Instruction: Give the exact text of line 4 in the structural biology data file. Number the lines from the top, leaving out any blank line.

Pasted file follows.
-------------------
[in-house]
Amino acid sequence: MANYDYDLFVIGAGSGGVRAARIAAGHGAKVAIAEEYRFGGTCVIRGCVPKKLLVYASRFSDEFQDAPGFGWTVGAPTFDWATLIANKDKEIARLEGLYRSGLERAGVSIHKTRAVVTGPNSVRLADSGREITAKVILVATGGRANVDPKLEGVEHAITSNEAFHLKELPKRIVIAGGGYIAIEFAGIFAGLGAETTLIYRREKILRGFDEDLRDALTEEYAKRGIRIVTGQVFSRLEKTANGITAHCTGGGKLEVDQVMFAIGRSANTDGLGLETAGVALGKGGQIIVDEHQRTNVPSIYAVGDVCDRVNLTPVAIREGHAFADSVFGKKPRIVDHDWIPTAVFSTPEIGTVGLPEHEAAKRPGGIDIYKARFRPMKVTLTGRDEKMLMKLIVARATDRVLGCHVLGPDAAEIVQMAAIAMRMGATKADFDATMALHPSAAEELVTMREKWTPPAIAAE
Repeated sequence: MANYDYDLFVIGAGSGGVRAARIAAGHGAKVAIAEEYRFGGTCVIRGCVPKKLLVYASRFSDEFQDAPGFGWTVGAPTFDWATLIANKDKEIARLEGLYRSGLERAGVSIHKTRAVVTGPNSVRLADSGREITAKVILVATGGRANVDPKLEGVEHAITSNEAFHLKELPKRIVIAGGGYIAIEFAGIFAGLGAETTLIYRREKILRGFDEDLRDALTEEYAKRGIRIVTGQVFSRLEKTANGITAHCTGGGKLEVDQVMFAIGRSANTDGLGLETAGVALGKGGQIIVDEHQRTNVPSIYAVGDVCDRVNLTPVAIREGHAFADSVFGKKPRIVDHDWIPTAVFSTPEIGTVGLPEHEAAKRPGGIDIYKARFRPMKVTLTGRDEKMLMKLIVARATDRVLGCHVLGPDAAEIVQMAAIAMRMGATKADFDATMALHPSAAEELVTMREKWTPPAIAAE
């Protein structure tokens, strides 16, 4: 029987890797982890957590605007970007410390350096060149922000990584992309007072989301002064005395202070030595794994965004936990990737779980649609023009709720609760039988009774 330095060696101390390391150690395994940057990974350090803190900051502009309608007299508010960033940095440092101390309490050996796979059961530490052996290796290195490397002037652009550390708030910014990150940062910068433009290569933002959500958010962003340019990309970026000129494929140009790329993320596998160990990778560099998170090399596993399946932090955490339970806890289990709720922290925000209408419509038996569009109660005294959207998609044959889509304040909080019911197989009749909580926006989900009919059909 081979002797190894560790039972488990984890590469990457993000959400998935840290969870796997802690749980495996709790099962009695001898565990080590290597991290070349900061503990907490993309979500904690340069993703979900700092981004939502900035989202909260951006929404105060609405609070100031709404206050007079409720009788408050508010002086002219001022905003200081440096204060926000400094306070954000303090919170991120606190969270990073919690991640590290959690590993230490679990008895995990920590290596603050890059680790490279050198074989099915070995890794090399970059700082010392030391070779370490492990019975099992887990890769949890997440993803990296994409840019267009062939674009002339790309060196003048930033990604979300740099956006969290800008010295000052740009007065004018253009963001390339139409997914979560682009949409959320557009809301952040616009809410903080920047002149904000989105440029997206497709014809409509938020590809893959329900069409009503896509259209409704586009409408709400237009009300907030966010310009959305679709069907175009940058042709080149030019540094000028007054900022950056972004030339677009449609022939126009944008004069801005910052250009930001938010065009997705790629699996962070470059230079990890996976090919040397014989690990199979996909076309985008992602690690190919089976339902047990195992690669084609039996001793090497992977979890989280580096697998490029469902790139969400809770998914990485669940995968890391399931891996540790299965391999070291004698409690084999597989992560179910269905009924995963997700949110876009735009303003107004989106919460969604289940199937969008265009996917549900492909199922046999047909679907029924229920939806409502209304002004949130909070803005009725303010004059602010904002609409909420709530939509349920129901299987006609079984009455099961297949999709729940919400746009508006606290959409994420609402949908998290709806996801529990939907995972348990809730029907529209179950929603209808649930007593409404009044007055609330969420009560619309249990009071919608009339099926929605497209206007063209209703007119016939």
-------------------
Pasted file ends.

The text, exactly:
């Protein structure tokens, strides 16, 4: 029987890797982890957590605007970007410390350096060149922000990584992309007072989301002064005395202070030595794994965004936990990737779980649609023009709720609760039988009774 330095060696101390390391150690395994940057990974350090803190900051502009309608007299508010960033940095440092101390309490050996796979059961530490052996290796290195490397002037652009550390708030910014990150940062910068433009290569933002959500958010962003340019990309970026000129494929140009790329993320596998160990990778560099998170090399596993399946932090955490339970806890289990709720922290925000209408419509038996569009109660005294959207998609044959889509304040909080019911197989009749909580926006989900009919059909 081979002797190894560790039972488990984890590469990457993000959400998935840290969870796997802690749980495996709790099962009695001898565990080590290597991290070349900061503990907490993309979500904690340069993703979900700092981004939502900035989202909260951006929404105060609405609070100031709404206050007079409720009788408050508010002086002219001022905003200081440096204060926000400094306070954000303090919170991120606190969270990073919690991640590290959690590993230490679990008895995990920590290596603050890059680790490279050198074989099915070995890794090399970059700082010392030391070779370490492990019975099992887990890769949890997440993803990296994409840019267009062939674009002339790309060196003048930033990604979300740099956006969290800008010295000052740009007065004018253009963001390339139409997914979560682009949409959320557009809301952040616009809410903080920047002149904000989105440029997206497709014809409509938020590809893959329900069409009503896509259209409704586009409408709400237009009300907030966010310009959305679709069907175009940058042709080149030019540094000028007054900022950056972004030339677009449609022939126009944008004069801005910052250009930001938010065009997705790629699996962070470059230079990890996976090919040397014989690990199979996909076309985008992602690690190919089976339902047990195992690669084609039996001793090497992977979890989280580096697998490029469902790139969400809770998914990485669940995968890391399931891996540790299965391999070291004698409690084999597989992560179910269905009924995963997700949110876009735009303003107004989106919460969604289940199937969008265009996917549900492909199922046999047909679907029924229920939806409502209304002004949130909070803005009725303010004059602010904002609409909420709530939509349920129901299987006609079984009455099961297949999709729940919400746009508006606290959409994420609402949908998290709806996801529990939907995972348990809730029907529209179950929603209808649930007593409404009044007055609330969420009560619309249990009071919608009339099926929605497209206007063209209703007119016939």